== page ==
Basic IDE Question

Discussion in 'ASP .Net' started by Liz, Sep 15, 2006.

  1. Liz

    Liz Guest

    Are people using the VS 2005 IDE for complete visual design of their web
    pages ? Does it compare well against other page design tools like
    Dreamweaver or FrontPage ?

    I know this kind of elementary but I've always thought of VS as a
    programmer's tool and not a layout or design tool and am just trying to get
    my bearings on this ....

    Thanks ...

    L
     
    Liz, Sep 15, 2006
    #1
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  2. Liz

    Mike Lowery Guest

    "Liz" <> wrote in message
    news:...
    >
    > Are people using the VS 2005 IDE for complete visual design of their web
    > pages ? Does it compare well against other page design tools like
    > Dreamweaver or FrontPage ?
    >
    > I know this kind of elementary but I've always thought of VS as a
    > programmer's tool and not a layout or design tool and am just trying to get
    > my bearings on this ....


    I've found VS to be a poor HTML editor and have used other tools like NVU or
    FrontPage. As you've noted, it's more a programmer's tool than a page design
    tool.

    If you use code-behind in your projects, it will be easier to use other HTML
    editors.
     
    Mike Lowery, Sep 15, 2006
    #2
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  3. Liz

    Liz Guest

    "Mike Lowery" <> wrote in message
    news:#OC$...

    > I've found VS to be a poor HTML editor and have used other tools like NVU

    or
    > FrontPage. As you've noted, it's more a programmer's tool than a page

    design
    > tool.
    >
    > If you use code-behind in your projects, it will be easier to use other

    HTML
    > editors.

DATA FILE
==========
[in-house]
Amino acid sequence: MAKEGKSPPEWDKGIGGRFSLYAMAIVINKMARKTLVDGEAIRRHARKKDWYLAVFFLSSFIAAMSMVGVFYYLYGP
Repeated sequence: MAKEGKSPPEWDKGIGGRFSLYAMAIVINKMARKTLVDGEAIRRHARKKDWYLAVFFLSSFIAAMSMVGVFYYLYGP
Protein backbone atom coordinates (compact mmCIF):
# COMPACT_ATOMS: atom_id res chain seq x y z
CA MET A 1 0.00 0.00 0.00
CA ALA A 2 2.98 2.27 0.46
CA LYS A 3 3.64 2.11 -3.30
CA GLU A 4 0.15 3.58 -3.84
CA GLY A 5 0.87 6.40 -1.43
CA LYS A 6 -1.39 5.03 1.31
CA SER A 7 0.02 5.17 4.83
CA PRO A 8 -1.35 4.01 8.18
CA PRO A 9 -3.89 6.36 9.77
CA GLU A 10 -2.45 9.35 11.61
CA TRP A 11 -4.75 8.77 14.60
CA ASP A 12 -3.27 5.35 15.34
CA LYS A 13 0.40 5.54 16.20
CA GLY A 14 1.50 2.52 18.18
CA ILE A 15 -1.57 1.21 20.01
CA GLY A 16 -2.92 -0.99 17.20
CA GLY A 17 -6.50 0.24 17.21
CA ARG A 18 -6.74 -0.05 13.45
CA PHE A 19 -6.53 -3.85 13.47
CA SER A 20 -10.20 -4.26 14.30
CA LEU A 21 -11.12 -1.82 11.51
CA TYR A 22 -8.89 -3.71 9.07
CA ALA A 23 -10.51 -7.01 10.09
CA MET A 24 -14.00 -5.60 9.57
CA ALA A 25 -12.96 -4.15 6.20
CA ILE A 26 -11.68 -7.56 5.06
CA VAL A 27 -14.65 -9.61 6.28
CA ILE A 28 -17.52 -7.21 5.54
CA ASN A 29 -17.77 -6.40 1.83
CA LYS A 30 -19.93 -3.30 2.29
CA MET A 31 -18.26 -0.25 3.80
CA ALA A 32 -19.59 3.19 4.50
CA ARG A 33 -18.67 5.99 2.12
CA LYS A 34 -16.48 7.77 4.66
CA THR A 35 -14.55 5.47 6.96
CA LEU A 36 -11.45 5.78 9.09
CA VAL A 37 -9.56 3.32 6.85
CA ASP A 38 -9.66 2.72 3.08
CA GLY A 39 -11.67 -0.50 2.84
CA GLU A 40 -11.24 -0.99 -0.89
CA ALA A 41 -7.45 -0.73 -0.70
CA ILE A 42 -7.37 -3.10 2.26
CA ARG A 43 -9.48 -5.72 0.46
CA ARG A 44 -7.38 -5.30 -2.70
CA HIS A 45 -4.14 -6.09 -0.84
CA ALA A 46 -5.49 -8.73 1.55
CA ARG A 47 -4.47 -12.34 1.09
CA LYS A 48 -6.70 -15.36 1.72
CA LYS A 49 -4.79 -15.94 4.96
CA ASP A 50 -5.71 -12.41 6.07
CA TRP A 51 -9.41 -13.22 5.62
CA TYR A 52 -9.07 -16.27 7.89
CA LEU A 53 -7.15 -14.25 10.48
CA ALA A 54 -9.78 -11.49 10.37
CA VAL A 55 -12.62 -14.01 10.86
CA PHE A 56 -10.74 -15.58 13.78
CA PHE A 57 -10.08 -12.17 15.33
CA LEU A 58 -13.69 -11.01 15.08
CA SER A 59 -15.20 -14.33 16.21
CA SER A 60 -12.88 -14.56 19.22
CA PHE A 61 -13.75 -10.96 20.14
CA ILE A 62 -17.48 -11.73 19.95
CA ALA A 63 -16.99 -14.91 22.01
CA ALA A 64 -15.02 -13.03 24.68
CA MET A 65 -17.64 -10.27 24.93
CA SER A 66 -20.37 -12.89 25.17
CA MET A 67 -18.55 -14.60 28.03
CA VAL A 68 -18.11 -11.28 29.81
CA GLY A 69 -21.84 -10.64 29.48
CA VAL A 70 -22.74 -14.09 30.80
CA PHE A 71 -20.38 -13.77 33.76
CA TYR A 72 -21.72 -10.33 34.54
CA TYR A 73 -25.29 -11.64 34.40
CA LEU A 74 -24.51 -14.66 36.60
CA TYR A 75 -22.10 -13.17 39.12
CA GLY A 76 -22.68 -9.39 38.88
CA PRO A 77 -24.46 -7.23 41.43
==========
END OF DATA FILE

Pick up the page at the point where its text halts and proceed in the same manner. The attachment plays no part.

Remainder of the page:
ok, sounds right ... but I don't get the workflow; if, for example, you're
    using a DataGridView you want to use the VS designer to insert that, set
    properties, wire it to a data source, etc. (right?) ... but now we have the
    rest of the page to contend with ... if you do it in another editor how do
    you merge all the code together ?
     
    Liz, Sep 15, 2006
    #3
  4. Whoever is doing the UI design work uses an HTML editor to create a full
    "mock-up" of the page, with certain HTML elements that serve as placeholders
    for ASP.Net Controls, in order to get the visual layout right. Then that
    HTML is pasted into an ASPX page, and the developer replaces placeholders
    with Controls.

    --
    HTH,

    Kevin Spencer
    Microsoft MVP
    Chicken Salad Surgery

    What You Seek Is What You Get.

    "Liz" <> wrote in message
    news:...
    >
    > "Mike Lowery" <> wrote in message
    > news:#OC$...
    >
    >> I've found VS to be a poor HTML editor and have used other tools like NVU

    > or
    >> FrontPage. As you've noted, it's more a programmer's tool than a page

    > design
    >> tool.
    >>
    >> If you use code-behind in your projects, it will be easier to use other

    > HTML
    >> editors.

    >
    > ok, sounds right ... but I don't get the workflow; if, for example,
    > you're
    > using a DataGridView you want to use the VS designer to insert that, set
    > properties, wire it to a data source, etc. (right?) ... but now we have
    > the
    > rest of the page to contend with ... if you do it in another editor how do
    > you merge all the code together ?
    >
    >
     
    Kevin Spencer, Sep 16, 2006
    #4
  5. Liz

    Jon Paal Guest

    the workflow question will lead you into the subject areas of using "master pages", "themes", "placeholders" and "loading controls".

    The interaction between designer and developer can be sorted out based upon how site will/won't be implementing above items.
    Significant differences occur when using site "portals" with master pages and themes versus simple single page design.

    There's also nothing to stop a person from doing partial design in VS and more design in another product...




    "Liz" <> wrote in message news:...
    >
    > "Mike Lowery" <> wrote in message
    > news:#OC$...
    >
    >> I've found VS to be a poor HTML editor and have used other tools like NVU

    > or
    >> FrontPage. As you've noted, it's more a programmer's tool than a page

    > design
    >> tool.
    >>
    >> If you use code-behind in your projects, it will be easier to use other

    > HTML
    >> editors.

    >
    > ok, sounds right ... but I don't get the workflow; if, for example, you're
    > using a DataGridView you want to use the VS designer to insert that, set
    > properties, wire it to a data source, etc. (right?) ... but now we have the
    > rest of the page to contend with ... if you do it in another editor how do
    > you merge all the code together ?
    >
    >
     
    Jon Paal, Sep 16, 2006
    #5
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